Miss Widdecombe: The hon. Gentleman adopts a position that I do not share, as he is arguing this point from a particularly secular view. We have in this country an established Church; we already have a very intense relationship between state and religion. I do not
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know whether the hon. Gentleman thinks that that is a good or a bad thing—I do not know his views on the subject.

Chris Bryant: I was ordained in the Church of England.

Miss Widdecombe: I am aware that the hon. Gentleman was ordained in the Church of England, but he left it for this place, which says a lot about his priorities. Although I must say that I left the Church of England in my own way, as well.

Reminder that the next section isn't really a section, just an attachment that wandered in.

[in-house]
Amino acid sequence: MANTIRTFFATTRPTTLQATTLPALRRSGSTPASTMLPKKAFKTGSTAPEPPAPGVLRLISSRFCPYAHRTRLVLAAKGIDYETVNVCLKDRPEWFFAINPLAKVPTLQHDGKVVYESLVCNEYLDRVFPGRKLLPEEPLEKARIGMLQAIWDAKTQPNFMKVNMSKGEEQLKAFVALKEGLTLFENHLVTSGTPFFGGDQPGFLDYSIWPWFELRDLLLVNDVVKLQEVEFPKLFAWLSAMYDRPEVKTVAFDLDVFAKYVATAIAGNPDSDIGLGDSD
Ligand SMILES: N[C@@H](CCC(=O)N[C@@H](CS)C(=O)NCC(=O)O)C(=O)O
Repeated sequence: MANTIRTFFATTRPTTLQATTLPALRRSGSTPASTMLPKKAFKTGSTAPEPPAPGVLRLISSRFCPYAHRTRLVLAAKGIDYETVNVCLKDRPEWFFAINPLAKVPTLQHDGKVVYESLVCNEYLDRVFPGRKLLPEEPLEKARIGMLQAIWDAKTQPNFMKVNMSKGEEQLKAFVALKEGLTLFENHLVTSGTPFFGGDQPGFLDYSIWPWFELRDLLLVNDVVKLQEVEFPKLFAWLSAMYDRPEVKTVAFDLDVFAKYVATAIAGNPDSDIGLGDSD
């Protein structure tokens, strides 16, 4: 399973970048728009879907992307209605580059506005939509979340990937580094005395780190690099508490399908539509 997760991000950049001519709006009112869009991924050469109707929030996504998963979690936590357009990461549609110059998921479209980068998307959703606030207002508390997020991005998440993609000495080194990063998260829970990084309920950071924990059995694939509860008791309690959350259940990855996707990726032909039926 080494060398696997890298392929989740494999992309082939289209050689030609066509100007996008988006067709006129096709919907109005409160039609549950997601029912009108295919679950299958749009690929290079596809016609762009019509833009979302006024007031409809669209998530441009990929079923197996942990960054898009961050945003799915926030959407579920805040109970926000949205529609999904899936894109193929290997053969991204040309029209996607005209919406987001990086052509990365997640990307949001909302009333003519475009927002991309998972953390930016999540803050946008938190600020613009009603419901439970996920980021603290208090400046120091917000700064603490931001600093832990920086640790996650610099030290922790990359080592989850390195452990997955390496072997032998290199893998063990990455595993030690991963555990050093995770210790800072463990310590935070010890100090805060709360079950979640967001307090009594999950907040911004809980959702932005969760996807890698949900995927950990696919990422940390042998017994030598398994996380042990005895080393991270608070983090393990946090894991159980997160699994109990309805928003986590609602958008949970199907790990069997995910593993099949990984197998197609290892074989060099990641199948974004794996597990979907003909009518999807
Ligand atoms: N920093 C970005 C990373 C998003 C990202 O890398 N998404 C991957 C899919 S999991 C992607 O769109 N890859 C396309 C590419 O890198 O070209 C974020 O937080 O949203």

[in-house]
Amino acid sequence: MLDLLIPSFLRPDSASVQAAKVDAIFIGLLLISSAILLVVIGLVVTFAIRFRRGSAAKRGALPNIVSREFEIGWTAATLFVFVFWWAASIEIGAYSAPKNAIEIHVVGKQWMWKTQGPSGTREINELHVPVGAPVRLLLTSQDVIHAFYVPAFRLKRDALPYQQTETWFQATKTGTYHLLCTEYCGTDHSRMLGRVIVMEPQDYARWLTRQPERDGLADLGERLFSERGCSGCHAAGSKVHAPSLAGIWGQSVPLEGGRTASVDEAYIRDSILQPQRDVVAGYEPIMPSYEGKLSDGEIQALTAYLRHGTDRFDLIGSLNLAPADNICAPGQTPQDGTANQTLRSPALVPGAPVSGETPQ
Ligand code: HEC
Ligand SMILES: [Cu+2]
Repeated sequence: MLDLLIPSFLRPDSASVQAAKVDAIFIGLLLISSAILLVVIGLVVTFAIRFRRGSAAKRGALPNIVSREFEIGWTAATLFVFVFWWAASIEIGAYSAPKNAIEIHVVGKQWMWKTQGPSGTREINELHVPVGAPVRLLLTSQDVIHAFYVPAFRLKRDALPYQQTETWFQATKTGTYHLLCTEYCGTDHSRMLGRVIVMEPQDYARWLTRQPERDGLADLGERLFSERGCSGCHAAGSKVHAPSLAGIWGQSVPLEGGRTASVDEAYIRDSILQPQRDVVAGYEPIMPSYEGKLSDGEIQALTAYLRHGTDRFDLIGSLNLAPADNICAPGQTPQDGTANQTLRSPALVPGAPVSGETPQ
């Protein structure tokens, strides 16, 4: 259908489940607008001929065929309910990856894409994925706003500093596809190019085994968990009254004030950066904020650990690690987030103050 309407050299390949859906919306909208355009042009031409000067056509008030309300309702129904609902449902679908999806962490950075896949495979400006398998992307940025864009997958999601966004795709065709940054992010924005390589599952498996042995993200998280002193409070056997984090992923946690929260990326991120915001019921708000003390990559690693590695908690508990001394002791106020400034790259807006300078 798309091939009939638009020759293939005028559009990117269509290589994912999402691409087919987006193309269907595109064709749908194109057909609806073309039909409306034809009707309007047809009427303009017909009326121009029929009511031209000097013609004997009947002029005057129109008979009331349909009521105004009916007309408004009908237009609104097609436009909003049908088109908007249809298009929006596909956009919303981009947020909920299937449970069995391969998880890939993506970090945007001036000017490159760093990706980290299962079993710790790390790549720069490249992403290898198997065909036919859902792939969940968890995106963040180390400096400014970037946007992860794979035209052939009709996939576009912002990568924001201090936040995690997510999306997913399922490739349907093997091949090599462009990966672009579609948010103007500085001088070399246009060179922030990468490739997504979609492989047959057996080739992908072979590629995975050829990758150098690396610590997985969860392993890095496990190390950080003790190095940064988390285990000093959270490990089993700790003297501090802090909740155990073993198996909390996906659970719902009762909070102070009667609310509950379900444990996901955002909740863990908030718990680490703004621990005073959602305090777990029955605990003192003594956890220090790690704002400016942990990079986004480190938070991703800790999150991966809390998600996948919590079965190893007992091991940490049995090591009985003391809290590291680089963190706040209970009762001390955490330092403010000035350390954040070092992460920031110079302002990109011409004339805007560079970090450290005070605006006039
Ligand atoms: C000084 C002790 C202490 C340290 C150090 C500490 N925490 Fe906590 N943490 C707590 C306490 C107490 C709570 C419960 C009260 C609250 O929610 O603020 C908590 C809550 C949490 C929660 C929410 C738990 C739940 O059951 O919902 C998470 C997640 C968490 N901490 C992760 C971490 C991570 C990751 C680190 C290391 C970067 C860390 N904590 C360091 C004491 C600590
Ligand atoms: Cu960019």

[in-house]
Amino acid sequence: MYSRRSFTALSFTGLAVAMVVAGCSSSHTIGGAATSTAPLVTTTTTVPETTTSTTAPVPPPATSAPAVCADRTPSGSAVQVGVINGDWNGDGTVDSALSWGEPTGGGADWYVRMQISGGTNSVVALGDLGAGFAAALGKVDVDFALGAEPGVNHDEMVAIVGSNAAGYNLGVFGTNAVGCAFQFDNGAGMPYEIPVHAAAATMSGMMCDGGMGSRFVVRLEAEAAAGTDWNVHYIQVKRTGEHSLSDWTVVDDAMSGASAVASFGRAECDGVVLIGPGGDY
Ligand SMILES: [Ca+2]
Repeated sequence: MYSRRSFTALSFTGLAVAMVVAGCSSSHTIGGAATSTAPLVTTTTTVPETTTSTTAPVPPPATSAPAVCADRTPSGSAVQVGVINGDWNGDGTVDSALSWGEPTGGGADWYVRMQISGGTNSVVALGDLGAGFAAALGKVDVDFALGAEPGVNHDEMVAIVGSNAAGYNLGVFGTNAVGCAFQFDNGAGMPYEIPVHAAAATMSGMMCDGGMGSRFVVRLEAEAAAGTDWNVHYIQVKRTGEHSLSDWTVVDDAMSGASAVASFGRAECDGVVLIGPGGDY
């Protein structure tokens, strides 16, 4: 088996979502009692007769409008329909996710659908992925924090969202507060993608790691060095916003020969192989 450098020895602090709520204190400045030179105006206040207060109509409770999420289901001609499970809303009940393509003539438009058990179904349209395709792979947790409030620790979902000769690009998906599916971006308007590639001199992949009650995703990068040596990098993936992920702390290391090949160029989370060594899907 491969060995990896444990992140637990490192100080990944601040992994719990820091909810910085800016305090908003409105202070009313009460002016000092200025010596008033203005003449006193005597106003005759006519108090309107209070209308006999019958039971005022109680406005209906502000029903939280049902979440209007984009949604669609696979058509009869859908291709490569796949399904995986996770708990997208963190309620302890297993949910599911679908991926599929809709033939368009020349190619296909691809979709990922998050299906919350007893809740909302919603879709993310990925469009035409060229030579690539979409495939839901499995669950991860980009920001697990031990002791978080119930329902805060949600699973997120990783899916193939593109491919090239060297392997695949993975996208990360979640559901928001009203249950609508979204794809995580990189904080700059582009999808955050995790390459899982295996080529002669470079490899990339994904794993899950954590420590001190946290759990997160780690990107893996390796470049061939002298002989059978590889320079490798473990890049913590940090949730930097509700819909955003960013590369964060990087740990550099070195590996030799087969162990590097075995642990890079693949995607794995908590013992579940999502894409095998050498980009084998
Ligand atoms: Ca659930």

What I was saying to the House, in response to the hon. Gentleman’s query, is that it is extremely difficult wholly to divorce state funding from religion in a situation such as that which exists in this country, where there is already an established Church, and there is a long tradition and a lot of law, other than this one, that entwines state and religion.

Can anybody show me one good reason why this provision should be removed—one instance of failure in the application of this benefit? If anybody can show me one good reason for abolishing something that has always worked, and which nobody was worried about until the Charity Commission started waffling on about modern conditions, I might change my mind. But I have heard no good reason, and I believe that there is a great deal to be said in favour of keeping it in our law.